In the late 1930s the human figure returned as subject matter for Canadian painting and largely replaced traditional portraits of wealthy or well-known sitters. Artists painted self-portraits and images of ordinary people and often used an unassuming indoor or outdoor context for the figure. In this way they suggested that human beings and the natural world could coexist—a condition that the Group of Seven had largely rejected.
Similar ideas appeared in paintings by Montréal’s Beaver Hall Group, whose members all had studios on Beaver Hall Hill in Montréal. Prudence Heward and other women members of the group, as well as Edwin Holgate, also established the nude as modern Canadian subject matter. A number of Canadian figure painters delved into the psychological character of their models, including Jack Humphrey and Miller Brittain in New Brunswick and Charles Comfort, Paraskeva Clark, and Pegi Nicol MacLeod in Ontario.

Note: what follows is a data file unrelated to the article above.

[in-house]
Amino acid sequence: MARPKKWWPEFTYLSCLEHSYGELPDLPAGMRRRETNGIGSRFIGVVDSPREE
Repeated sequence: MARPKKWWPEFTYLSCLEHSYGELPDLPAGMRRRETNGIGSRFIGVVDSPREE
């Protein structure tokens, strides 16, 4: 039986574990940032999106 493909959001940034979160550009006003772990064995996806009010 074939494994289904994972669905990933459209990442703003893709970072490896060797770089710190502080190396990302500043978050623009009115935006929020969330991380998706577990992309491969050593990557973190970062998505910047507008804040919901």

Sculptors became a more important part of the Canadian art community beginning in the 1920s. Artists across the country received commissions to create monuments commemorating World War I and other events in Canadian history. These artists included Hamilton MacCarthy and Frances Loring in Ontario and Alfred Laliberté in Québec. Women sculptors such as Loring, Florence Wyle, and Elizabeth Wyn Wood worked in a modern vocabulary, using simplified and stylized forms and emphasizing the inner character of their human subjects. These women, along with Henri Hébert and Emmanuel Hahn, established the Sculptor’s Society of Canada in 1928 to hold exhibitions and encourage sculptors. This step indicated increasing interest in and respect for Canadian sculpture. "Canada" © Emmanuel BUCHOT, Encarta, Wikipedia.
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